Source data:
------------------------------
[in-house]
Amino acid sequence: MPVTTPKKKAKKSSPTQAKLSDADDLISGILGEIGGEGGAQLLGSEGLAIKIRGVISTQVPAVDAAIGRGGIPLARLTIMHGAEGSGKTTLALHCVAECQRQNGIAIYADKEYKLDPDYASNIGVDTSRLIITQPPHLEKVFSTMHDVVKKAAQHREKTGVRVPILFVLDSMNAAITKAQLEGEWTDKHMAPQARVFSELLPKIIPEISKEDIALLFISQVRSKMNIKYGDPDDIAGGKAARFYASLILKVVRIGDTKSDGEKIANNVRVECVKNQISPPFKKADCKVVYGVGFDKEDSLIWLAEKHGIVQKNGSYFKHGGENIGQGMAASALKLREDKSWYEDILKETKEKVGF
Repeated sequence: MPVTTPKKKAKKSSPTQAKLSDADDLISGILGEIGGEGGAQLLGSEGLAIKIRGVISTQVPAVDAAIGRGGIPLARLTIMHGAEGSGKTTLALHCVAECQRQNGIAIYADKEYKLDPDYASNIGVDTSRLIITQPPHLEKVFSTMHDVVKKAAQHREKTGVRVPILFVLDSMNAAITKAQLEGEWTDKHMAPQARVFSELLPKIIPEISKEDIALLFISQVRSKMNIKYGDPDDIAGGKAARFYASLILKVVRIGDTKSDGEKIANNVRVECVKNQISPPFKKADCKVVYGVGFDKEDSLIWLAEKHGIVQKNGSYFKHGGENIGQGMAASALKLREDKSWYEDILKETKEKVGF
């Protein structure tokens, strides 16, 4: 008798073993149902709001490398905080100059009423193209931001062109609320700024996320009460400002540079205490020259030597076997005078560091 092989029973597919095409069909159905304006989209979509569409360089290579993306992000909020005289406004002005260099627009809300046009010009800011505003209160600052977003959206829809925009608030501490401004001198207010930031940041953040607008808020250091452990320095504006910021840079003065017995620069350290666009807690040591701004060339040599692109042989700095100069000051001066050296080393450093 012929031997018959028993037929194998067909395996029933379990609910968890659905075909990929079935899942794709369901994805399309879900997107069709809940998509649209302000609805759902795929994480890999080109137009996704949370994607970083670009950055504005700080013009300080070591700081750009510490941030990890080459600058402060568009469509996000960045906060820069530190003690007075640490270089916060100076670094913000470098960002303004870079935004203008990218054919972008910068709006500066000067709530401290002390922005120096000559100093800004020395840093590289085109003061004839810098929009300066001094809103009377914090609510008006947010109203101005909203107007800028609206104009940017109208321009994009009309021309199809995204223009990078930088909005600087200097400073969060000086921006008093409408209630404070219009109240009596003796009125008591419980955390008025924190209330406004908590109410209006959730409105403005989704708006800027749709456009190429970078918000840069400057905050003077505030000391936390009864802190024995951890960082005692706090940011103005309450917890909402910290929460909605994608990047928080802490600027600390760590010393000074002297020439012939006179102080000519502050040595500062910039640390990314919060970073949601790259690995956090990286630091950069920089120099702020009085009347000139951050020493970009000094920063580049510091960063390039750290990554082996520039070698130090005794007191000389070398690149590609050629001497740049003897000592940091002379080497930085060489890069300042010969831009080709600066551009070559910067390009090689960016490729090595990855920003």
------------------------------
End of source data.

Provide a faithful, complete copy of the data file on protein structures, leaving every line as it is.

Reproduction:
[in-house]
Amino acid sequence: MPVTTPKKKAKKSSPTQAKLSDADDLISGILGEIGGEGGAQLLGSEGLAIKIRGVISTQVPAVDAAIGRGGIPLARLTIMHGAEGSGKTTLALHCVAECQRQNGIAIYADKEYKLDPDYASNIGVDTSRLIITQPPHLEKVFSTMHDVVKKAAQHREKTGVRVPILFVLDSMNAAITKAQLEGEWTDKHMAPQARVFSELLPKIIPEISKEDIALLFISQVRSKMNIKYGDPDDIAGGKAARFYASLILKVVRIGDTKSDGEKIANNVRVECVKNQISPPFKKADCKVVYGVGFDKEDSLIWLAEKHGIVQKNGSYFKHGGENIGQGMAASALKLREDKSWYEDILKETKEKVGF
Repeated sequence: MPVTTPKKKAKKSSPTQAKLSDADDLISGILGEIGGEGGAQLLGSEGLAIKIRGVISTQVPAVDAAIGRGGIPLARLTIMHGAEGSGKTTLALHCVAECQRQNGIAIYADKEYKLDPDYASNIGVDTSRLIITQPPHLEKVFSTMHDVVKKAAQHREKTGVRVPILFVLDSMNAAITKAQLEGEWTDKHMAPQARVFSELLPKIIPEISKEDIALLFISQVRSKMNIKYGDPDDIAGGKAARFYASLILKVVRIGDTKSDGEKIANNVRVECVKNQISPPFKKADCKVVYGVGFDKEDSLIWLAEKHGIVQKNGSYFKHGGENIGQGMAASALKLREDKSWYEDILKETKEKVGF
């Protein structure tokens, strides 16, 4: 008798073993149902709001490398905080100059009423193209931001062109609320700024996320009460400002540079205490020259030597076997005078560091 092989029973597919095409069909159905304006989209979509569409360089290579993306992000909020005289406004002005260099627009809300046009010009800011505003209160600052977003959206829809925009608030501490401004001198207010930031940041953040607008808020250091452990320095504006910021840079003065017995620069350290666009807690040591701004060339040599692109042989700095100069000051001066050296080393450093 012929031997018959028993037929194998067909395996029933379990609910968890659905075909990929079935899942794709369901994805399309879900997107069709809940998509649209302000609805759902795929994480890999080109137009996704949370994607970083670009950055504005700080013009300080070591700081750009510490941030990890080459600058402060568009469509996000960045906060820069530190003690007075640490270089916060100076670094913000470098960002303004870079935004203008990218054919972008910068709006500066000067709530401290002390922005120096000559100093800004020395840093590289085109003061004839810098929009300066001094809103009377914090609510008006947010109203101005909203107007800028609206104009940017109208321009994009009309021309199809995204223009990078930088909005600087200097400073969060000086921006008093409408209630404070219009109240009596003796009125008591419980955390008025924190209330406004908590109410209006959730409105403005989704708006800027749709456009190429970078918000840069400057905050003077505030000391936390009864802190024995951890960082005692706090940011103005309450917890909402910290929460909605994608990047928080802490600027600390760590010393000074002297020439012939006179102080000519502050040595500062910039640390990314919060970073949601790259690995956090990286630091950069920089120099702020009085009347000139951050020493970009000094920063580049510091960063390039750290990554082996520039070698130090005794007191000389070398690149590609050629001497740049003897000592940091002379080497930085060489890069300042010969831009080709600066551009070559910067390009090689960016490729090595990855920003």